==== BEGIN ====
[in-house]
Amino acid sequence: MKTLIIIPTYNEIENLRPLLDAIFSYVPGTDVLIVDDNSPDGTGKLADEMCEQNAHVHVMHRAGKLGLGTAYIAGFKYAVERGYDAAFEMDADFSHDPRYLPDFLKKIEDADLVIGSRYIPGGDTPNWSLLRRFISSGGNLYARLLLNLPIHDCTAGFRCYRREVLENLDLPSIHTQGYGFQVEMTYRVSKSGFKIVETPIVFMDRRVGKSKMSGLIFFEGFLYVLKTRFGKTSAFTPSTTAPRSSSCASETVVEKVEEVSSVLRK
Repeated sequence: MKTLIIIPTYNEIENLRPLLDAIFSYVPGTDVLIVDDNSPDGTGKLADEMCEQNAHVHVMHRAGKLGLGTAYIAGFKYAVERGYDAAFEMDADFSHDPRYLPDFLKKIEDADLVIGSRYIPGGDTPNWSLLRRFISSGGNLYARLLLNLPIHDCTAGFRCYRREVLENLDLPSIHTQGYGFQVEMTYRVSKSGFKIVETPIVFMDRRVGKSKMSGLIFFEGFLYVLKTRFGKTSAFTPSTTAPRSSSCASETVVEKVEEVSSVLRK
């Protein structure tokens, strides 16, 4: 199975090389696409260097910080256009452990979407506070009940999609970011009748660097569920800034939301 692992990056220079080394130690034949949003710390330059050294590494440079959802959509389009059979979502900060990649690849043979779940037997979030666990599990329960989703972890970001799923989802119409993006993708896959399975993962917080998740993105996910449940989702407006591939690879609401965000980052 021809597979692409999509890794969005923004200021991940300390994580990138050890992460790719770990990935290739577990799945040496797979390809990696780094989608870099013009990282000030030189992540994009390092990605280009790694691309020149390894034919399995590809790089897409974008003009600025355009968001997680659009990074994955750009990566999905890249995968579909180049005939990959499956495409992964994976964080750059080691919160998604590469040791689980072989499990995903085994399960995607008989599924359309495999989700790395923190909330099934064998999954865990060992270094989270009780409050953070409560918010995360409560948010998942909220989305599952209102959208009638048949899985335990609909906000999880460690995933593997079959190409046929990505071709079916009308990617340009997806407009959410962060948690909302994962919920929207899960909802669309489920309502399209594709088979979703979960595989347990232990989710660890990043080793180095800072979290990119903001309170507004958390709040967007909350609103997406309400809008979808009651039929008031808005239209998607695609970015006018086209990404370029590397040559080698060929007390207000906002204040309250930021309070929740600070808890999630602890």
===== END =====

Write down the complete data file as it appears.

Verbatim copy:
[in-house]
Amino acid sequence: MKTLIIIPTYNEIENLRPLLDAIFSYVPGTDVLIVDDNSPDGTGKLADEMCEQNAHVHVMHRAGKLGLGTAYIAGFKYAVERGYDAAFEMDADFSHDPRYLPDFLKKIEDADLVIGSRYIPGGDTPNWSLLRRFISSGGNLYARLLLNLPIHDCTAGFRCYRREVLENLDLPSIHTQGYGFQVEMTYRVSKSGFKIVETPIVFMDRRVGKSKMSGLIFFEGFLYVLKTRFGKTSAFTPSTTAPRSSSCASETVVEKVEEVSSVLRK
Repeated sequence: MKTLIIIPTYNEIENLRPLLDAIFSYVPGTDVLIVDDNSPDGTGKLADEMCEQNAHVHVMHRAGKLGLGTAYIAGFKYAVERGYDAAFEMDADFSHDPRYLPDFLKKIEDADLVIGSRYIPGGDTPNWSLLRRFISSGGNLYARLLLNLPIHDCTAGFRCYRREVLENLDLPSIHTQGYGFQVEMTYRVSKSGFKIVETPIVFMDRRVGKSKMSGLIFFEGFLYVLKTRFGKTSAFTPSTTAPRSSSCASETVVEKVEEVSSVLRK
């Protein structure tokens, strides 16, 4: 199975090389696409260097910080256009452990979407506070009940999609970011009748660097569920800034939301 692992990056220079080394130690034949949003710390330059050294590494440079959802959509389009059979979502900060990649690849043979779940037997979030666990599990329960989703972890970001799923989802119409993006993708896959399975993962917080998740993105996910449940989702407006591939690879609401965000980052 021809597979692409999509890794969005923004200021991940300390994580990138050890992460790719770990990935290739577990799945040496797979390809990696780094989608870099013009990282000030030189992540994009390092990605280009790694691309020149390894034919399995590809790089897409974008003009600025355009968001997680659009990074994955750009990566999905890249995968579909180049005939990959499956495409992964994976964080750059080691919160998604590469040791689980072989499990995903085994399960995607008989599924359309495999989700790395923190909330099934064998999954865990060992270094989270009780409050953070409560918010995360409560948010998942909220989305599952209102959208009638048949899985335990609909906000999880460690995933593997079959190409046929990505071709079916009308990617340009997806407009959410962060948690909302994962919920929207899960909802669309489920309502399209594709088979979703979960595989347990232990989710660890990043080793180095800072979290990119903001309170507004958390709040967007909350609103997406309400809008979808009651039929008031808005239209998607695609970015006018086209990404370029590397040559080698060929007390207000906002204040309250930021309070929740600070808890999630602890």